200: Sunday, March 18, 2018
300: Saturday, April 14, 2018
400: Saturday, May 19, 2018
600: Saturday, June 16, 2018

Contact audax@kingstonwheelers.co.uk for further information or visit their website.

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“Help! My bike won’t stop!” A few words about rim brakes.

There’s some words of advice that I find myself repeating, over and over again, to new or relatively new cyclists. Even to some more experienced ones.

Recently, the advice was relating to the rim brakes provided with most road bikes. And it occurred to me that I’d be better off blogging those words for posterity. [This is a work in progress – additions are welcome and I’ll probably edit at a later date.]

There are three main reasons that people have trouble stopping, or with handling:

  1. Bike setup – components, etc. Sometimes the tools can be blamed.
  2. Bike setup – geometry. Does the bike really fit? Adjustments made to geometry can so easily have a negative effect on handling.
  3. Technique – how brakes are used. To stop is the obvious answer, but it’s sometimes not that simple.

This post primarily deals with 1. However, the other points do have an impact and cannot be immediately discounted, especially if you’re trying to help a newbie cyclist.

The advice doesn’t change that much depending on whether your bike is new or secondhand – some stock pads and brake calipers which come with new bikes are pathetic, and I’ve seen old and new cable messes.

So, here we go:

Change brake pads.

For the biggest improvement. Stock pads, even Shimano, are usually very poor, and often seem to pick up a glaze and grit from the road. I’ve always found Kool Stop Salmon more than enough, but other friends swear by Swissstop.

Don’t even think of the integrated shoes and rims – my experience of them was downright dangerous.

Check the pads are aligned properly on the rim, and also equidistant from the rim on both sides.

Much woolliness when braking is caused by one side making contact before the other. If the caliper moves too freely, tighten the bolt holding it on the frame. Some toe pads in,

Clean rims and pads.

Dirt and water can impair performance, and shorten the life of your bike parts. If I don’t have time for a full bike clean, I’ll often wipe the rims down with baby wipes and use a metal file to take any glaze or unevenness from the pads.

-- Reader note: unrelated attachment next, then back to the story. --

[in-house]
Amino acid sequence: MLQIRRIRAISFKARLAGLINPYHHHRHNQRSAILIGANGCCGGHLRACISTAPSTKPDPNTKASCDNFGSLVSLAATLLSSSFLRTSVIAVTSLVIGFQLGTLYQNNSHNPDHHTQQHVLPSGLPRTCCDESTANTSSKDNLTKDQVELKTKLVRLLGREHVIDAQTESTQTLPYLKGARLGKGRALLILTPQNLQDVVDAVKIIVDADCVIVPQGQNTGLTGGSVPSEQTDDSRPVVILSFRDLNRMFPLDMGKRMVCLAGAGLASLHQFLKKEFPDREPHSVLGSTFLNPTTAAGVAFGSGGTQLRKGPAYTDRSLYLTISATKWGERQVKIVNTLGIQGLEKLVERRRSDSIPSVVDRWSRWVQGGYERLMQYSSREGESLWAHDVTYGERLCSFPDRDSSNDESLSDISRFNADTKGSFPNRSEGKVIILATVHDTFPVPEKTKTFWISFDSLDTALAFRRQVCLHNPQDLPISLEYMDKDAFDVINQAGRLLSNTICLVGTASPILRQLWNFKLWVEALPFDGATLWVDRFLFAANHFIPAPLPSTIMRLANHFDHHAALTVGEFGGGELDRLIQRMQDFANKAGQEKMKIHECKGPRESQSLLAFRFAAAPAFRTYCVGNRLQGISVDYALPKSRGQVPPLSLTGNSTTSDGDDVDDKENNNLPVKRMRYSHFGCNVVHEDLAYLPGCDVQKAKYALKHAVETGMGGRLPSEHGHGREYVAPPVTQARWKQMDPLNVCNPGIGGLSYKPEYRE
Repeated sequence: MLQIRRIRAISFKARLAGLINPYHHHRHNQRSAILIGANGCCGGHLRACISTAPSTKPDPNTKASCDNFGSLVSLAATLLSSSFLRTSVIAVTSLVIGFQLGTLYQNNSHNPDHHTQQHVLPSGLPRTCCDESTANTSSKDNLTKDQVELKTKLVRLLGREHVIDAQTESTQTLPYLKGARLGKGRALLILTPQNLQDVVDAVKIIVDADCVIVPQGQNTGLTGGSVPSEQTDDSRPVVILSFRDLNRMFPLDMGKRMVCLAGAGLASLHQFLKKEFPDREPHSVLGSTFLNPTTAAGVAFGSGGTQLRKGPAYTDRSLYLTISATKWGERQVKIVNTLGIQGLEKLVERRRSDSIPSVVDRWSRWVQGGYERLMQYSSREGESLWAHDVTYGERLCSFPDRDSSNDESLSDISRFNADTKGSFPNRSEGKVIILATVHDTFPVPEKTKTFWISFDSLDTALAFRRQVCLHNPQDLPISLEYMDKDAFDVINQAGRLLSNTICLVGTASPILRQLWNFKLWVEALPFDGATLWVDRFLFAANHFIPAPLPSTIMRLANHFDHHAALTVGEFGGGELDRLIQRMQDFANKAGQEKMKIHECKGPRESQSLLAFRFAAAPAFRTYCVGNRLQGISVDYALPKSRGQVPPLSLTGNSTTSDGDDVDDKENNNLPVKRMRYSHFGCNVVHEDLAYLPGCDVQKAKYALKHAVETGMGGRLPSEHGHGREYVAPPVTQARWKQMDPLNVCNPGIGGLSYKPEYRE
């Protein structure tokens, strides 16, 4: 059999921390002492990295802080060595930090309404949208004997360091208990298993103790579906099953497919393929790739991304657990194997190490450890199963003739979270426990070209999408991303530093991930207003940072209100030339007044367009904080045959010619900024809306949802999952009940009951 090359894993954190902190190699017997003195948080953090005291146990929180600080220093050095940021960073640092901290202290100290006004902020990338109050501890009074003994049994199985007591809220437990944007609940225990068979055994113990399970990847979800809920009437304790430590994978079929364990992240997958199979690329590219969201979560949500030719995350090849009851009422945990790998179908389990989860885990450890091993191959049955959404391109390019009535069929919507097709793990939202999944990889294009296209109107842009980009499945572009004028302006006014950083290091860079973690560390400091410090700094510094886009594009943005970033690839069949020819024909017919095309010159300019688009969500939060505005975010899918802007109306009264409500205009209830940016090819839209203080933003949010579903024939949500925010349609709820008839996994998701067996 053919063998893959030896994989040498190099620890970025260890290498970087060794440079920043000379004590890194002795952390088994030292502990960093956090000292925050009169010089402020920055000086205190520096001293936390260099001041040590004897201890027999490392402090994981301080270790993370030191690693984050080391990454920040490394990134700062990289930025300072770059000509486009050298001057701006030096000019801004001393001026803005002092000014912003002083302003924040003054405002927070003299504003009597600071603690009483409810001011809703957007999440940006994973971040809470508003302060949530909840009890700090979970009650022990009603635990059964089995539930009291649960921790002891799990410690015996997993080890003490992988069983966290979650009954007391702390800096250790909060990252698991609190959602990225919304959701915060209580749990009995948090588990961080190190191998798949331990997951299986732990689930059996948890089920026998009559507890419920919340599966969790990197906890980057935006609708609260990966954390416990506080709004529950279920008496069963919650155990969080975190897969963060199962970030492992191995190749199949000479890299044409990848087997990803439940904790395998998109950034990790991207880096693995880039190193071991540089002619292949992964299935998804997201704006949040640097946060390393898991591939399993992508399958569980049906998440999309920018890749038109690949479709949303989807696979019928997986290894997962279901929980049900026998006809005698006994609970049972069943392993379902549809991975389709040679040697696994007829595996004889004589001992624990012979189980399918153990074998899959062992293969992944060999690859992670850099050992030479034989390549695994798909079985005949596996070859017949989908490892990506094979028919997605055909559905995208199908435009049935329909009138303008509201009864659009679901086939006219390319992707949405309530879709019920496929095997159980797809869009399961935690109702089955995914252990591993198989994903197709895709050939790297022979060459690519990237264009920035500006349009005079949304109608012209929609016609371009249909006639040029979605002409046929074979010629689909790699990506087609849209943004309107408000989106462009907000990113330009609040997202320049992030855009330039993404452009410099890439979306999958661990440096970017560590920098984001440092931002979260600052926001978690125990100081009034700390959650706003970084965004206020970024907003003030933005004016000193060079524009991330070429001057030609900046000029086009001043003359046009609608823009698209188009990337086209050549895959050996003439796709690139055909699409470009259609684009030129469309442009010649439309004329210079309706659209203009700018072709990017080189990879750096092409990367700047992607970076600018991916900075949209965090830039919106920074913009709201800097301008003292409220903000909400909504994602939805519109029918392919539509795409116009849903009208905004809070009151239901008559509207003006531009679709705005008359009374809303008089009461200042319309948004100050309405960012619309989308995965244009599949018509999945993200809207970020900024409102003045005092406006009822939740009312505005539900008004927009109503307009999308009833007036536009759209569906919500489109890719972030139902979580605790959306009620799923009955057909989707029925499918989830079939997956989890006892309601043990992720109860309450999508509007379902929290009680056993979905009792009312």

If I’m riding in the rain, I’ll clean my rims off every now and again with light braking. If I go over a gritty surface on a leisure ride, I sometimes stop briefly to rinse my rims with a bit of water from my bidon. A hose outside a cafe on a wet ride is a bonus.

Check both calipers are springing back freely.

Dirty brakes can stiffen up, especially if you don’t use mudguards or clean/lube them often enough. Lack of maintenance added to the passage of time can also create play in the caliper, which impacts on performance. If there is play, brakes are expensive to refurbish and it’s usually more astute to buy new calipers.

Adjust the brake cable tension.

The bite point should be equal for front and back – about a third in of the total lever movement.

If you have short fingers, you could bring it in further for better control, but be aware you may have to adjust the tension more often.

You could also insert some shims (older groupsets) or adjust the settings to bring the lever initially closer. I have shims in all of my shifters.

Check the brake cables are running freely.

The inner wire needs to be able to move freely within the outer, and if it doesn’t, braking will be poor. The ends of the outer cables need to be finished properly and not catching the inner wire. (My new bike this year had this problem.)

If your bike is secondhand, it would probably benefit from new cables. Every bike I’ve bought secondhand has had some corroded cables.

Cables are the wrong length?